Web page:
Doja Cat has faced criticism for working with Dr. Luke in the past, but now the “Say So” artist has seemingly distanced herself from the producer.

In an extensive profile feature with Rolling Stone, Doja addressed her relationship with Dr. Luke, who was accused of sexual assault and abuse by Kesha shortly after Doja joined Luke’s RCA imprint Kemosabe Records. Dr. Luke is credited as both a songwriter and producer on a large number of Doja’s output, including “Say So” and “Kiss Me More” with SZA. 

Asked if she was on the same page as Saweetie, who said she wouldn’t work with Dr. Luke again, Doja replied, “That’s not a question I feel really comfortable answering.” After a brief pause, she went into more detail and suggested she’s already reduced her ties to him somewhat.

“I haven’t worked with him in a very long time,” she continued. “There’s shit that he’s credited for, where I’m like, ‘Hmm, I don’t know, I don’t know if you did anything on that.’” Pressed for more, she implied that some of his credits on her tracks don’t make much sense to her.

“The point is he’s gotten some credit for shit. And, you know, it’s whatever. I don’t think I need to work with him again. I don’t think I need to work with him in the future. I know that," she said, later adding with a laugh, “I think it was definitely nice of me to work with him.”

Although she questioned some of his credits, she later clarified in a follow-up statement that she didn’t want to doubt the legitimacy of those songwriting credits. "When asked about Luke I may have said something that someone could interpret as me saying that he had taken credit on things he didn’t deserve to," she said. "I just want to be clear that I have no firsthand knowledge of that being the case and I don’t want to participate in the rumor mill. The credits on my music are accurate, and I don’t want to imply anything else.”

Elsewhere in the interview, Doja addressed arguments on Twitter about whether she’s a singer or a rapper. “Anyone who says that I’m not a rapper is in denial,” she said. “They don’t know what they’re talking about.” This year she was nominated for Best Female Hip Hop Artist at the BET Awards, and earlier this year she called out naysayers in a tweet. “DONT EVER FUCKIN DISRESPECT ME AS A RAPPER,” she wrote on Twitter in May.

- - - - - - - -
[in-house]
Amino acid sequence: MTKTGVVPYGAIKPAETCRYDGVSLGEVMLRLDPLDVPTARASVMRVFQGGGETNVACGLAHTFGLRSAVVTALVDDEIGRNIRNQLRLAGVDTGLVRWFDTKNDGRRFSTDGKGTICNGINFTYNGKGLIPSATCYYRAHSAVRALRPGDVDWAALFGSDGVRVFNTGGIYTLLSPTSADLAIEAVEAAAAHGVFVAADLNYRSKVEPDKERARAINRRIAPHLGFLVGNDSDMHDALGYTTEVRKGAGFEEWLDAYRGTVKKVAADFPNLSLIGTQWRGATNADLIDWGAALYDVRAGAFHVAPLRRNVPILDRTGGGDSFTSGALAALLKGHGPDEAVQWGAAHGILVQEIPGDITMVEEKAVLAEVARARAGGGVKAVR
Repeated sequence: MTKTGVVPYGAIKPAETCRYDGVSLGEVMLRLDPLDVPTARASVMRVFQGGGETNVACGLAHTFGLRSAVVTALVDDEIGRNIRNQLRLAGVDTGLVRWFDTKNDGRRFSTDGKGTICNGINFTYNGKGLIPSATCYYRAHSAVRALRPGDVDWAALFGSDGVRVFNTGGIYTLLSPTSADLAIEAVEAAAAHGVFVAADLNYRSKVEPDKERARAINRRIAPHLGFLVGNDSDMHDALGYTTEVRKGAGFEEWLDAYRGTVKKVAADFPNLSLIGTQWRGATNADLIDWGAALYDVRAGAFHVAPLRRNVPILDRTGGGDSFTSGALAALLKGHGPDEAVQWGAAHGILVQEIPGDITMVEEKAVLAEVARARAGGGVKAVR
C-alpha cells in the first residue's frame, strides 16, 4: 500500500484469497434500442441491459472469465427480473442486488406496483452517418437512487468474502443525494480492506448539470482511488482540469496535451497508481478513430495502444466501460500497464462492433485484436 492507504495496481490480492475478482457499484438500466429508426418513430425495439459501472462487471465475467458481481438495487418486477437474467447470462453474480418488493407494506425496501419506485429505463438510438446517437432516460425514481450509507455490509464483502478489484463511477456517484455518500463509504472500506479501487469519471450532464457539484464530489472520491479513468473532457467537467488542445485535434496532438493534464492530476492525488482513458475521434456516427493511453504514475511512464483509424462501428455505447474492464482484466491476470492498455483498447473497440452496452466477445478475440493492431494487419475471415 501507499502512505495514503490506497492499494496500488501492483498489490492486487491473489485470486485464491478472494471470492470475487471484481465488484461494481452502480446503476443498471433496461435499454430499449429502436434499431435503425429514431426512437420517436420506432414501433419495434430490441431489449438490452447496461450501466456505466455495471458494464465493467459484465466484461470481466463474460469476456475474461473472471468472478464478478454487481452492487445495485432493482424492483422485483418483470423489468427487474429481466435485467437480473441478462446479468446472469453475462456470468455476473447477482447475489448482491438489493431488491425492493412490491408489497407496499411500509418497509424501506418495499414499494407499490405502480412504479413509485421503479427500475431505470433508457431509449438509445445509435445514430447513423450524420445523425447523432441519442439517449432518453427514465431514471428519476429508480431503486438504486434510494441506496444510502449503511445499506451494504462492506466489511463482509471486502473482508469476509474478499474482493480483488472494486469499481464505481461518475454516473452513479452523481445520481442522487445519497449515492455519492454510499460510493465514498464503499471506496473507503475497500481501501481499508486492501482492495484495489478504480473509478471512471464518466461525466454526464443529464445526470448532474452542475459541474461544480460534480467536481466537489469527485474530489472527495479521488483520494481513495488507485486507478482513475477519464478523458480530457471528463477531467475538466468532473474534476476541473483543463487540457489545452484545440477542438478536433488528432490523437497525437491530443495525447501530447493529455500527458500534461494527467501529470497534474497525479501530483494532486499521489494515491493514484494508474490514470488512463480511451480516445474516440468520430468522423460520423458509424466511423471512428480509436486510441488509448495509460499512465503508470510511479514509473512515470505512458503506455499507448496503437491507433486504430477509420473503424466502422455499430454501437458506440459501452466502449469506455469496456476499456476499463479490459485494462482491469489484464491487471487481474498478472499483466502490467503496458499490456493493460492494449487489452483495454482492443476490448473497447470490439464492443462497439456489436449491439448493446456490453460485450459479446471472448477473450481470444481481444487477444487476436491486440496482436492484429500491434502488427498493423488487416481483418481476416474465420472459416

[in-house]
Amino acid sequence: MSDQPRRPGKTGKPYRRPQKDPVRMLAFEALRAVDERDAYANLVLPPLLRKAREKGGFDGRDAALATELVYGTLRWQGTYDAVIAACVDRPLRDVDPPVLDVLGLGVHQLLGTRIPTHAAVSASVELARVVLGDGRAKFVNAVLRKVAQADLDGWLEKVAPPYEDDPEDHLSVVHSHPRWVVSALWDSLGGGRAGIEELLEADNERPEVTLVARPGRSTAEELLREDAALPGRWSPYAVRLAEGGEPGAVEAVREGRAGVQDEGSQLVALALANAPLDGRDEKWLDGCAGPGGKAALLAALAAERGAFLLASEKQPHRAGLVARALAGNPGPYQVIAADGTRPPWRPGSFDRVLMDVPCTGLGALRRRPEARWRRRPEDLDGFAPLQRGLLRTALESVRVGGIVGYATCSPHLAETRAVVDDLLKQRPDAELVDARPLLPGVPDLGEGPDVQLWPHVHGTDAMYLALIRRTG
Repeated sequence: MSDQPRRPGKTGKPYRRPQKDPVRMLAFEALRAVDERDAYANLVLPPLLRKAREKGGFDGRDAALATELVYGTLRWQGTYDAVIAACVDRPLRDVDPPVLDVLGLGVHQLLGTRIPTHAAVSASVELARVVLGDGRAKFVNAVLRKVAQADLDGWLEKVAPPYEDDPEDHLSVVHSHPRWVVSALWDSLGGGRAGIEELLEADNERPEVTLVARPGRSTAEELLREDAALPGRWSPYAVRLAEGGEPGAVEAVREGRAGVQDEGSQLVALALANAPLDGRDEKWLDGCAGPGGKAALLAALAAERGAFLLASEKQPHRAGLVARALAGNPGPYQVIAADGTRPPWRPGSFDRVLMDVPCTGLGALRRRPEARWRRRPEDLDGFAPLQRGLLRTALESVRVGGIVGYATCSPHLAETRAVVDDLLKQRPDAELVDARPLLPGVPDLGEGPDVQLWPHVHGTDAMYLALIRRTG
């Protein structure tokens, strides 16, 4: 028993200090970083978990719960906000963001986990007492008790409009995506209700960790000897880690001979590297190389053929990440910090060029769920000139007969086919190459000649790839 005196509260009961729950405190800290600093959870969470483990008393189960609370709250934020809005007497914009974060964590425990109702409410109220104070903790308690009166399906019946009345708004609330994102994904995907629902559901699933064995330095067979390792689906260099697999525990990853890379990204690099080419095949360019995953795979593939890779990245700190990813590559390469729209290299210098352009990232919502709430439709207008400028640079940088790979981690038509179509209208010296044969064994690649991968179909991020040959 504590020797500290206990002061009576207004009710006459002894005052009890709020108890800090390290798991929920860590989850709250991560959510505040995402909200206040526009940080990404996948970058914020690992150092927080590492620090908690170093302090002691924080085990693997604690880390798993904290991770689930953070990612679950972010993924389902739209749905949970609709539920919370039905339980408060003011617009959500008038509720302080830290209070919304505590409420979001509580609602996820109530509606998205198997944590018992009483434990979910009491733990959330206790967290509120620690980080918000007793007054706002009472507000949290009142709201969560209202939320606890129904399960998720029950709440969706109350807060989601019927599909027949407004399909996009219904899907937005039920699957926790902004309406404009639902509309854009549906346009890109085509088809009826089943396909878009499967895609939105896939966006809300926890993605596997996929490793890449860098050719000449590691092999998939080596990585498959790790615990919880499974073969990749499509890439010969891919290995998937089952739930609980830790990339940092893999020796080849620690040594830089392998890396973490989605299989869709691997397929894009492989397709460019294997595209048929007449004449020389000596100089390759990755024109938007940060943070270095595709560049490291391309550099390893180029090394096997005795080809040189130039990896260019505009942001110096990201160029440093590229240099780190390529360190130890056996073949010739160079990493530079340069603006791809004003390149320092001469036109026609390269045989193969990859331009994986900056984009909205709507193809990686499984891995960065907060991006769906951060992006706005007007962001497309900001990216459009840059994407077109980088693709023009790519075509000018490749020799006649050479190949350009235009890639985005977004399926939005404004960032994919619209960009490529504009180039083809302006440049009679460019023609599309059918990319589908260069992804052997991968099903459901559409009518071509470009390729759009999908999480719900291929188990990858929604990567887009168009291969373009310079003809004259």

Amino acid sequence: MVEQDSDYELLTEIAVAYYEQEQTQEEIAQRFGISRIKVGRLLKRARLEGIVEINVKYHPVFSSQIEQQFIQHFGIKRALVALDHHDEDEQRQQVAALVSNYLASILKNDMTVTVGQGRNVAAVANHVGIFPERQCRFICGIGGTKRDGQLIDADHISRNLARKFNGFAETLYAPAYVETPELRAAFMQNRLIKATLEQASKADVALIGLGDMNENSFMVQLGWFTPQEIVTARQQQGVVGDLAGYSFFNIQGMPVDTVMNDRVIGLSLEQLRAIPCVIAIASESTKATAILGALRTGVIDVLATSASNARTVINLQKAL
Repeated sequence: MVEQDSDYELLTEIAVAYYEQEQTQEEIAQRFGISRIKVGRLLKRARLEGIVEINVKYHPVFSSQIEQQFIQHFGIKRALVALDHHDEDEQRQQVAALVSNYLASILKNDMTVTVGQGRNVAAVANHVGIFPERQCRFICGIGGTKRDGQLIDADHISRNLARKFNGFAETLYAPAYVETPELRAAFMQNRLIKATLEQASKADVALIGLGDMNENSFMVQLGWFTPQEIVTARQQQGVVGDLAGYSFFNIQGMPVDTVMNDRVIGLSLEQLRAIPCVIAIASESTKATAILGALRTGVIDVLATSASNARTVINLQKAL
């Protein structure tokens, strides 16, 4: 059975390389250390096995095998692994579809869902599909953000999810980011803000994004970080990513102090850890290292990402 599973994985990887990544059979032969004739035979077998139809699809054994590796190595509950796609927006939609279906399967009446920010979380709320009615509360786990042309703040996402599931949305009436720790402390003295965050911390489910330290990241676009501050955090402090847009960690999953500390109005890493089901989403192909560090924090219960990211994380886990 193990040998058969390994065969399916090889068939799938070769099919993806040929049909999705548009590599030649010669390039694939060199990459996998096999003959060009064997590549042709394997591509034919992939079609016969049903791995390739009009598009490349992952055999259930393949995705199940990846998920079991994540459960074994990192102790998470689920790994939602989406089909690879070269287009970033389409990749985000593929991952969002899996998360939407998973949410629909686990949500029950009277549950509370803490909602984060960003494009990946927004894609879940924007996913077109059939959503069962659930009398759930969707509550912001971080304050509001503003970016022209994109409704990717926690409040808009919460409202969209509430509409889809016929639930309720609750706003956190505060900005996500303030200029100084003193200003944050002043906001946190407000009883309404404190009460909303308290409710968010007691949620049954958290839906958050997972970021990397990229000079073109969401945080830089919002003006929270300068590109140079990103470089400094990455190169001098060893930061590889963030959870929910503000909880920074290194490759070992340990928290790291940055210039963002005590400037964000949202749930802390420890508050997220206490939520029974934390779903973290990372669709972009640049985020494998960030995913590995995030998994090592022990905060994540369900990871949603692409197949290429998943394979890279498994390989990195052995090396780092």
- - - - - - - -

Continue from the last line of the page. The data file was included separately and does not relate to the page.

Doja also indicated that she’s attempted to change her performing name multiple times. “My image was the pothead hippie girl, and I’m not that. [SNL] made a joke the other day that Doja Cat sounds like a Pokémon. And, you know, it didn’t hurt my feelings, but it definitely hurt my feelings.”

Her working relationship with Dr. Luke isn’t the only controversy she’s faced. Last year, it was alleged that Doja previously hung out with suspected white supremacists on streaming site Tiny Chat, although she denied those claims. Nas even rapped about the controversy on his track “Ultra Black.”

"We going ultra black, unapologetically black/The opposite of Doja Cat, Michael Blackson black," he rapped on the song. At the time, she was accused of internalized racism. "It didn’t hurt me. It was just like, ‘Oh, this sucks. This is no good,'" she said of people's responses to the allegations, which circulated at the same time her old track "Dindu Nuffin" received criticism.

“It’s just like, ‘This is a human being, a real human being with feelings,’ ” she said. “[I] don’t think it had anything to do with me, to be honest. I think whatever [Nas] was talking about was something that other people kind of planted into his mind. [But] if you’re able to reach that conclusion about me so confidently, there’s no point in ever talking about it. . . . I’m also very non-confrontational, and I don’t like the vibe of trying to prove myself to somebody that I don’t need to. I don’t think I really need to respond to that without humor.” When she initially teased her song "Ain't Shit," its tentative title was “N.A.S.” 

Read the full profile feature here.